Russian troops and armour, backed by gunmen in unmarked uniforms, fanned out across Crimea on Friday morning, seizing two airports and other key installations in an apparent attempt to assert Moscow's dominance over the region.

Despite "grave" warnings from the United States not to intervene, soldiers and unidentified armed men were deployed on Crimea's main roads and occupied key positions within ports and the region's main television station.

Although no shots were fired and there were no reported injuries, Arsen Avakov, the new Ukrainian Interior Minister, said the sudden and unannounced Russian deployment amounted to a "military invasion and occupation" of his country's territory.

The Kremlin's confrontation with Ukraine's post-revolutionary government appeared to be entering a dangerous new phase as airspace over Crimea was closed to civilian flights.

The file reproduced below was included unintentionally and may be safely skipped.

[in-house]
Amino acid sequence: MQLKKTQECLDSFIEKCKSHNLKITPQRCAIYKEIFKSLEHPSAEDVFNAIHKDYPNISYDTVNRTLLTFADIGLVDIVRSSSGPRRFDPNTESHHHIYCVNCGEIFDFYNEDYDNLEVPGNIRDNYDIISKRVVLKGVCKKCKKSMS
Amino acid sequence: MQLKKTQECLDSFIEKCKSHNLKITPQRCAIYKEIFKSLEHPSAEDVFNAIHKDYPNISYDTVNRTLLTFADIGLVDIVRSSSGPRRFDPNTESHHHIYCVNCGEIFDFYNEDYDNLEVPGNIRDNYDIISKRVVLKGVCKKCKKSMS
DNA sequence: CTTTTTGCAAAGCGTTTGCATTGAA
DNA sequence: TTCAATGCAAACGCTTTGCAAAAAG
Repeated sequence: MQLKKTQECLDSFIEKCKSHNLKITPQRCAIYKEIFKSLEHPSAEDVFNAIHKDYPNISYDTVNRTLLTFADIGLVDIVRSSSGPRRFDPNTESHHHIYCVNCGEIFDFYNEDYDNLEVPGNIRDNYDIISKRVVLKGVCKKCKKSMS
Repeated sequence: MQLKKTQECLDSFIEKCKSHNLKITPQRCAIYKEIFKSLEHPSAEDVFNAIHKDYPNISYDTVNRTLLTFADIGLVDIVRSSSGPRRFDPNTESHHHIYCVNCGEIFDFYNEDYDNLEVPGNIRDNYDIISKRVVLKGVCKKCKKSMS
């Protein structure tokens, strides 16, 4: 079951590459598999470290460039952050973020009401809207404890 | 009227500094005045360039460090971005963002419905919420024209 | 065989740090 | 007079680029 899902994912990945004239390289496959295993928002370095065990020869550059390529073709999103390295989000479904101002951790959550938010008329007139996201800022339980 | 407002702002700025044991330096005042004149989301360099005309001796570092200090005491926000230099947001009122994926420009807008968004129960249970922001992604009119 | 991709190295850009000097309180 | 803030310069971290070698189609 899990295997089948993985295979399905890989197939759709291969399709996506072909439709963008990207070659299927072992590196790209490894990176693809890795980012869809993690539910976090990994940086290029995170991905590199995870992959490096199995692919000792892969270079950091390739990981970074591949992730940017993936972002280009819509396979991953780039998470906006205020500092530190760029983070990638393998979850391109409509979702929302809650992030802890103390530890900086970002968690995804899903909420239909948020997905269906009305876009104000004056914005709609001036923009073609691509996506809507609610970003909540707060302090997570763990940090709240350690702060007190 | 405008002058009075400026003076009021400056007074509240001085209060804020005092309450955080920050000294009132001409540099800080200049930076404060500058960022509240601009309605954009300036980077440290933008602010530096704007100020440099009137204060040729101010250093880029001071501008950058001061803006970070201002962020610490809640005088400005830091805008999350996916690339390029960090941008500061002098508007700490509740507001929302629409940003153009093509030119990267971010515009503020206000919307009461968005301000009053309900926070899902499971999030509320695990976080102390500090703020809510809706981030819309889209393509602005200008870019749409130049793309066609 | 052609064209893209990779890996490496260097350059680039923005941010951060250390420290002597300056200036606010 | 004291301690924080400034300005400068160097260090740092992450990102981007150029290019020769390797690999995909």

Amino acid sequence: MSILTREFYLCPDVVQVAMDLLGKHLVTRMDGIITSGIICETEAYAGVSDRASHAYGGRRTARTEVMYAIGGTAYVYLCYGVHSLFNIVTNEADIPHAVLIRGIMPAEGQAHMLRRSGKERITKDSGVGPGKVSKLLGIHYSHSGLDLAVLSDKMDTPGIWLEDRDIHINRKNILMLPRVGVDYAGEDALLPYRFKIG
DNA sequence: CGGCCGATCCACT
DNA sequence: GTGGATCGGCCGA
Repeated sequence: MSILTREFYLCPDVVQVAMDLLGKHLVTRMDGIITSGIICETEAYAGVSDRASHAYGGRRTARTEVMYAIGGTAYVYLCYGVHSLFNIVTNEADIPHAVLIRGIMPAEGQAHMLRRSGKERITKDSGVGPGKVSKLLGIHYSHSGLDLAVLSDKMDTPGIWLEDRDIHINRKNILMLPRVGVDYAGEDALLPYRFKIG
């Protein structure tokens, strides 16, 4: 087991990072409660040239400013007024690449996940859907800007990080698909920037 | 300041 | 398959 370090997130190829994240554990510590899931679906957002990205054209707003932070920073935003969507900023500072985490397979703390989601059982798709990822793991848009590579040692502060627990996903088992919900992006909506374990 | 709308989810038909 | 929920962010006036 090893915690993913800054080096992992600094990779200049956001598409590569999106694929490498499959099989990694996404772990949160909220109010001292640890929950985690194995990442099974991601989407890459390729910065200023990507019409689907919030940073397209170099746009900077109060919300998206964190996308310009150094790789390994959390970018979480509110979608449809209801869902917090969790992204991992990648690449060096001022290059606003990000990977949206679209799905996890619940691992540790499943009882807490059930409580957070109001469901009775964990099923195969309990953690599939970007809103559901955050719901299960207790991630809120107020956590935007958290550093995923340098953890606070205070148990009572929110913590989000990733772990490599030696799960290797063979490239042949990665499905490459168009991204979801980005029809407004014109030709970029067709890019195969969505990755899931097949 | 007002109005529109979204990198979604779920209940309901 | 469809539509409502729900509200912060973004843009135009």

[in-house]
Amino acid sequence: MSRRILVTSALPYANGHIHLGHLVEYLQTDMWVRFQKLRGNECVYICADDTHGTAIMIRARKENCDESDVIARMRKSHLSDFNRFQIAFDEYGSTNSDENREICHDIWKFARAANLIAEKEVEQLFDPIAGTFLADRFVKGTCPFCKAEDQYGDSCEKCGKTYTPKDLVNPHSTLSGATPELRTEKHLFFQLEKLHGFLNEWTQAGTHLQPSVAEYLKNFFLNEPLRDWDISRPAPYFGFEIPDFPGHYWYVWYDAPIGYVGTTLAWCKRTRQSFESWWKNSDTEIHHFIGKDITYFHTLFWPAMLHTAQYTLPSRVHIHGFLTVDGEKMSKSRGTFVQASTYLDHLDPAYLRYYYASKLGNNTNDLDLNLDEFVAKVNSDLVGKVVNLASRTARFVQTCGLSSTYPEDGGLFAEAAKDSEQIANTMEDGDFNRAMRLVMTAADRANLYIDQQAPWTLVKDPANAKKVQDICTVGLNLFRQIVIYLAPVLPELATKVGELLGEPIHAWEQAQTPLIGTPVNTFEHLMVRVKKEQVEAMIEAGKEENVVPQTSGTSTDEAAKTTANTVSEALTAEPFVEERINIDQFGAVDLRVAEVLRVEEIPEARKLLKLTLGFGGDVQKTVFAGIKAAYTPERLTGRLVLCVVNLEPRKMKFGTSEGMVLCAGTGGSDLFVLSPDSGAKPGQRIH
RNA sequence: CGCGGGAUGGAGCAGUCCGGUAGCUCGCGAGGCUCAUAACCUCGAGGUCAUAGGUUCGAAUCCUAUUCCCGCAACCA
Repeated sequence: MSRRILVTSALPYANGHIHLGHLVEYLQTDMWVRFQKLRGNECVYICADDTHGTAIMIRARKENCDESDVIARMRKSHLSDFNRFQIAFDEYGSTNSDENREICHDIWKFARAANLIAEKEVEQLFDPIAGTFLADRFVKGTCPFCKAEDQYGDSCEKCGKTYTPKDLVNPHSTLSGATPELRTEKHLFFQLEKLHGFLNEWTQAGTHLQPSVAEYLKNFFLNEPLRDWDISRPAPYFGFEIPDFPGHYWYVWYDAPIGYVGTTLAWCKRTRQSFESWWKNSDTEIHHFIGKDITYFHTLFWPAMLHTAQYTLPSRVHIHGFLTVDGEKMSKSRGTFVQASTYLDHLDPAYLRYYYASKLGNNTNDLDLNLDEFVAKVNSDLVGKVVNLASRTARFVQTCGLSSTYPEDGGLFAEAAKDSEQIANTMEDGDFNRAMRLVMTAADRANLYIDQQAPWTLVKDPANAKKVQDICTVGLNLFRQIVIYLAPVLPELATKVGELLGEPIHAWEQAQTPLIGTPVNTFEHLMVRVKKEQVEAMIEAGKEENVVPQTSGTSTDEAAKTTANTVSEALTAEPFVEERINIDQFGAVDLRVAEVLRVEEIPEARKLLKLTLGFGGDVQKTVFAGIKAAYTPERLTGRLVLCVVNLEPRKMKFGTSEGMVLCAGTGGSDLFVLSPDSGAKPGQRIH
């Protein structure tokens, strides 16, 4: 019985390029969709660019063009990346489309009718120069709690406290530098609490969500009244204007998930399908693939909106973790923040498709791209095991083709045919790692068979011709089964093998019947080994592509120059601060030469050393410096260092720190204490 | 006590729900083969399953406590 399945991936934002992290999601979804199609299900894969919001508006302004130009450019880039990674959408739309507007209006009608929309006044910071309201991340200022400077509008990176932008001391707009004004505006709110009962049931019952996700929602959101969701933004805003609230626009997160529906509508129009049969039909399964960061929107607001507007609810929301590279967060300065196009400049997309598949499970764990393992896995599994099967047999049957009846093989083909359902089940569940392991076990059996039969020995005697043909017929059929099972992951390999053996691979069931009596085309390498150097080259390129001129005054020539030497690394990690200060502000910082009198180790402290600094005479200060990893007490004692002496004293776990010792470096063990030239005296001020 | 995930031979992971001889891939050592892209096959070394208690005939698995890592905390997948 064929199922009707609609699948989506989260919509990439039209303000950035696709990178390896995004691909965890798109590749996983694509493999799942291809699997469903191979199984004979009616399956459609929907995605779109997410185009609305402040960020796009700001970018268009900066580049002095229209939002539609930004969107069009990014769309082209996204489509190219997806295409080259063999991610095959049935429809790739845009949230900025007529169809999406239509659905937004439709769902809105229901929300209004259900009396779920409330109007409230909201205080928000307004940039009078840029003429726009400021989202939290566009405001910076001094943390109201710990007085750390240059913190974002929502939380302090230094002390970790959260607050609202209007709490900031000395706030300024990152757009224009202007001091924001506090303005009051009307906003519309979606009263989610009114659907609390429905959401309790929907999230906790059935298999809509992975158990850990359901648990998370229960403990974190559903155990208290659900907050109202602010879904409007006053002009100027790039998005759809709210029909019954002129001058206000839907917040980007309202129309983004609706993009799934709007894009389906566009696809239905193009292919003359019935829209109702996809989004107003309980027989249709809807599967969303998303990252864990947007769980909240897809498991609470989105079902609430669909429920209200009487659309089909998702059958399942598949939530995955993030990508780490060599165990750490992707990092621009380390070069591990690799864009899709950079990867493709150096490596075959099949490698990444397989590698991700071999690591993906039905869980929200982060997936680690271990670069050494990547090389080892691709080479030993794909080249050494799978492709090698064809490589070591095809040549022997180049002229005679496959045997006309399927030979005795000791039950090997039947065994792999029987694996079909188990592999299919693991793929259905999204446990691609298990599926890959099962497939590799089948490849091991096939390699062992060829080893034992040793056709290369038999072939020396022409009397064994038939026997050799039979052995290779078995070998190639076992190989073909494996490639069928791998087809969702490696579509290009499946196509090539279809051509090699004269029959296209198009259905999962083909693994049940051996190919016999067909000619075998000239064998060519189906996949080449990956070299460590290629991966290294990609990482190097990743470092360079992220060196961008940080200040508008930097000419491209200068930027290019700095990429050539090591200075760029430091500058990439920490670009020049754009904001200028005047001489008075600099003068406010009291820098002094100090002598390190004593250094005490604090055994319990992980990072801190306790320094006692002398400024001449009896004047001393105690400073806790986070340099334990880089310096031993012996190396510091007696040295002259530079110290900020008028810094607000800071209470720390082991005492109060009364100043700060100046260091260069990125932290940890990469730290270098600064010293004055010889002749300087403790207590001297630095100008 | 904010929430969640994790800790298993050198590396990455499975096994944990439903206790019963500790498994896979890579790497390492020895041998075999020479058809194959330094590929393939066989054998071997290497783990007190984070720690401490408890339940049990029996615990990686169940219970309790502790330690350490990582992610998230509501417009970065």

Simferopol International Airport announced that all services from Kiev were suspended until at least 6.30pm on Saturday. 

Under the Budapest Memorandum of 1994, Russia is bound to "refrain from the threat or use of force against the territorial integrity or political independence of Ukraine".

US President Barack Obama said Russia would face ‘‘costs’’ if it intervenes in Ukraine.

‘‘We are now deeply concerned about reports of military movements taken by the Russian Federation inside of Ukraine,’’ Mr Obama said on Friday. ‘‘The United States will stand with the international community in affirming there will be costs’’ for violating Ukraine’s sovereignty.